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Phantom NY Pilot Boat by eclipsefire - Model Shipways - First model boat

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Hello! Happy to be posting my first build log. I've been working on this ship for awhile now. i originally started it back in February 2014, but coppering the hull got a bit tedious so I didn't work on it for awhile. Recently I started back up on it though and have been making a lot of progress. Anyways, enough background, on to the build.




First up, I started shaping the hull. I'll be honest I'm not a huge fan of the solid hull. The sanding wasn't that enjoyable for me, but it went pretty quick so wasn't a big deal.










I ended up not having a ton of pictures from this part before I started on coppering the hull.


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I started the coppering across the keel and working my way up the sides. These photos represent about 20 or so hours of work. Coppering the hull took a long time and got to be a bit tedious.






It was shortly after this point where I took a break for awhile before starting up again.



Here you can see I've trimmed up the copper plating along the water line.




I painted the hull black before adding the final line of coper plates.



A look from the starboard side.


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Here I added the decking, and also had to do a bit more carving on the fore deck as it wasn't quite deep enough.




I've added in the scuppers here.



And here you can see the waterway added. I'm following the practicum by Chuck Passaro and he recommended using a manila folder for this. I liked that, but as you can see it got a bit marked up from the pencil lead. I fixed this by painting it and the inside of the bullwarks white, which you'll see here in a bit.



Progress photo of the stanchions going in.





Stanchions installed an painted.


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Thanks for the kind words everyone. :)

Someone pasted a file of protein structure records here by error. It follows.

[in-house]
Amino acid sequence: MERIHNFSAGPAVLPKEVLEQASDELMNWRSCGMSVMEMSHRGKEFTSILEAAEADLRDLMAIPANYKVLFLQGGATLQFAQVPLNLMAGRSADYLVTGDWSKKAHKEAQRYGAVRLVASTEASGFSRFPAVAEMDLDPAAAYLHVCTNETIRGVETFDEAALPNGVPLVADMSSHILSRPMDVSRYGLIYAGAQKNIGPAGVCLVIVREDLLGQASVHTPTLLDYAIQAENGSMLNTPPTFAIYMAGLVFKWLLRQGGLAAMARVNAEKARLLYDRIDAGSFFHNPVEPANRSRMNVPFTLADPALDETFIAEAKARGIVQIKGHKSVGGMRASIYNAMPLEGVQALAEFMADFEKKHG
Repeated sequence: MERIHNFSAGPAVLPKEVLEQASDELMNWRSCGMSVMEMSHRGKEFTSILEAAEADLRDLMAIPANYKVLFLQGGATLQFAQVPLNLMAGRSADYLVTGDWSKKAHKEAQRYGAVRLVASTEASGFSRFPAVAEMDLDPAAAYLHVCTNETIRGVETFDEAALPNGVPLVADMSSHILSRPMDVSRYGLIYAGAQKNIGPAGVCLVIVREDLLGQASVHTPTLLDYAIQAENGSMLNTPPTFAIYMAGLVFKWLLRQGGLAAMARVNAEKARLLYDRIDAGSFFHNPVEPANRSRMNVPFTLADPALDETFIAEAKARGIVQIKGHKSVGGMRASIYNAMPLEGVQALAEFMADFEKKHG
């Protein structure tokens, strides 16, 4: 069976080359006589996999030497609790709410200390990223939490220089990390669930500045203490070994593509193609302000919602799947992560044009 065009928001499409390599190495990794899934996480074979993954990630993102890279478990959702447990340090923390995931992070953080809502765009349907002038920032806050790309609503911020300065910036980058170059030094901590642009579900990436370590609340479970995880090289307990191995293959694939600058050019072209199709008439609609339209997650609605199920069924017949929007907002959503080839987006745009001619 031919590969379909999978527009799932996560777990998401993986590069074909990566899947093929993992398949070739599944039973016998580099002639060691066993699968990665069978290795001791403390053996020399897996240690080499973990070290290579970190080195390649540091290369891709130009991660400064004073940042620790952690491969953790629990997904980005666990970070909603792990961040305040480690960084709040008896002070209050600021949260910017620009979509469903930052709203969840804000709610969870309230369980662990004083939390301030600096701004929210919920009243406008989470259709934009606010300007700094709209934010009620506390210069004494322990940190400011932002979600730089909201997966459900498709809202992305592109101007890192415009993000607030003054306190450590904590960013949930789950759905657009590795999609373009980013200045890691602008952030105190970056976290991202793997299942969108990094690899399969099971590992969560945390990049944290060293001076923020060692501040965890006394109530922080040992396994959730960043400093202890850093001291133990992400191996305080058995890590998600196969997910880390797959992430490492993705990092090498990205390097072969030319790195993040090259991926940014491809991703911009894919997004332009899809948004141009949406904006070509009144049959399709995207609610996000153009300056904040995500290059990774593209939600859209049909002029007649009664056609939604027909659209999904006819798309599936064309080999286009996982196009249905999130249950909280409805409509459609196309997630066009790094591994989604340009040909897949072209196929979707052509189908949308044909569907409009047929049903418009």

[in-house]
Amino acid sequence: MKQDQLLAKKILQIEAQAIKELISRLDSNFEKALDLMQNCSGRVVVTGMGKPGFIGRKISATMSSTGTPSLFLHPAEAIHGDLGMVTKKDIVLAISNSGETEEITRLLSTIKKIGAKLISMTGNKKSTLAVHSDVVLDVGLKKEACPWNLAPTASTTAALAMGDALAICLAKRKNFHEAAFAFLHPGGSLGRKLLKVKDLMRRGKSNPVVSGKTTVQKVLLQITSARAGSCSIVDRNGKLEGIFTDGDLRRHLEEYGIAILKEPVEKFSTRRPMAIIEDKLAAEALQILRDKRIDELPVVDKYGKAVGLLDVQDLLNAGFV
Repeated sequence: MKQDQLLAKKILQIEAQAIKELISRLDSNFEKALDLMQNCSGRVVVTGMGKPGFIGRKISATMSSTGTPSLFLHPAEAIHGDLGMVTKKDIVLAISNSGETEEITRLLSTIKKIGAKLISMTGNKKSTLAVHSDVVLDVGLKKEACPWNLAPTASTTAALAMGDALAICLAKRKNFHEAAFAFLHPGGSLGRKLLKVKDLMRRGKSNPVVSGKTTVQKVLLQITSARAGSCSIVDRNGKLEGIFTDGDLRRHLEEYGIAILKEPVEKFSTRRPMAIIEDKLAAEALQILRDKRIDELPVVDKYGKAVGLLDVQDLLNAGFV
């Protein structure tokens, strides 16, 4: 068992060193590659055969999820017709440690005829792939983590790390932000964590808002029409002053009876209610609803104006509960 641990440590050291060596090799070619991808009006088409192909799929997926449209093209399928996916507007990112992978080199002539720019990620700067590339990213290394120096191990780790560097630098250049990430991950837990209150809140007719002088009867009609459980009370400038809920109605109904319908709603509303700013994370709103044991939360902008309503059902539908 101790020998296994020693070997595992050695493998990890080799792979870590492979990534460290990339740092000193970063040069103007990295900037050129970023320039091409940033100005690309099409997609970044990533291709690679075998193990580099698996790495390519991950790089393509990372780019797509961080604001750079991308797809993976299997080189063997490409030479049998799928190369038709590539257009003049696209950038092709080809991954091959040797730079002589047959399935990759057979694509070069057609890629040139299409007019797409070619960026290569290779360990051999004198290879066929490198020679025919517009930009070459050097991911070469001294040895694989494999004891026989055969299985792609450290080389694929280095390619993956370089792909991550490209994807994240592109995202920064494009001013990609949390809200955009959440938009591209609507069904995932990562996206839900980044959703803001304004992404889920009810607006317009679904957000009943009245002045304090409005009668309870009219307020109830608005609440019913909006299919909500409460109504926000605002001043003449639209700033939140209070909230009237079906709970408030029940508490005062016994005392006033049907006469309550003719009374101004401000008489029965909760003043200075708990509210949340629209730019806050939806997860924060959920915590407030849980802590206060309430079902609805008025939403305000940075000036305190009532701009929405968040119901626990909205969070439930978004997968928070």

Chief Don, have a build log? Would like to see someone else's go at it.


Hamilton, uh oh, we are expecting our first child in just a few weeks now so I'll be having to figure out child protection in the not too distant future.



Here's some more progress shots.


Small deadeyes are small.



Chainstays put on with deadeyes attached. It was interesting tying knots with tweezers.



Belay pins and all cap rail fittings installed


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At some point around here spacing got messed up and as you see coming up I ended up running short on space and had to make some adjustments. I'll call them out in the photos, I think they turned out okay though in the end.


The kit also didn't have the cast fife rails, so I figured I'd give hand making them a go. I think the turned out pretty well.


I ended up having to make the skylight smaller than the charts specified. I still can't quite figure out where things went awry.



Here it is fitted in with the hand made fife rail test fit in place.



Aft deck mostly completed.




As you can see it mostly worked out, I don't think most people will be able to tell something is off.

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Full shot of the ship with the aft deck complete.




The fore deck has the same companionway but I wanted to try a different construction method. I felt I could do better than the one on the aft deck.



I wanted to match it closer to how the actual companionway would work.



Here the fore deck is mostly complete. I'm a lot happier with the fore deck companionway, but they do look quite different. I figure since this is my first ship it's more about learning than the preciseness of the outcome.



Full shot of the deck, just missing the winch bits and bowspirit.


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This post will get the log up to current. Tonight I finished up the details with the bowspirit and tied on the first bits of rigging. I also made some stretching screws which were pretty fun to make.


Deck fittings are all finished in this shot. The unfinished bowspirit is placed for fitting as well.